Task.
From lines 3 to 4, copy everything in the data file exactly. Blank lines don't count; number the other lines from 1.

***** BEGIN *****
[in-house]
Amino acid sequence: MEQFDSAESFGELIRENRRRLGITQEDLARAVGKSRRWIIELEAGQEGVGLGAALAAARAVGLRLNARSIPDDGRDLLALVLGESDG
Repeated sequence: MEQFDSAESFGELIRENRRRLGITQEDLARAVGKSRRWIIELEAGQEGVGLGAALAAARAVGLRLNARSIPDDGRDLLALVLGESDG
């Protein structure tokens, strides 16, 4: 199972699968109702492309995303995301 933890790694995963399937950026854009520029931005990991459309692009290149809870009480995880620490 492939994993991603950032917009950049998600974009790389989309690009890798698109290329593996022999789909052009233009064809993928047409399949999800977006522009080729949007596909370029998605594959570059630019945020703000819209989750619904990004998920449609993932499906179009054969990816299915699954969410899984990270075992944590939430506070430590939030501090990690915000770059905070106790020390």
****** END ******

Repeated sequence: MEQFDSAESFGELIRENRRRLGITQEDLARAVGKSRRWIIELEAGQEGVGLGAALAAARAVGLRLNARSIPDDGRDLLALVLGESDG
């Protein structure tokens, strides 16, 4: 199972699968109702492309995303995301 933890790694995963399937950026854009520029931005990991459309692009290149809870009480995880620490 492939994993991603950032917009950049998600974009790389989309690009890798698109290329593996022999789909052009233009064809993928047409399949999800977006522009080729949007596909370029998605594959570059630019945020703000819209989750619904990004998920449609993932499906179009054969990816299915699954969410899984990270075992944590939430506070430590939030501090990690915000770059905070106790020390």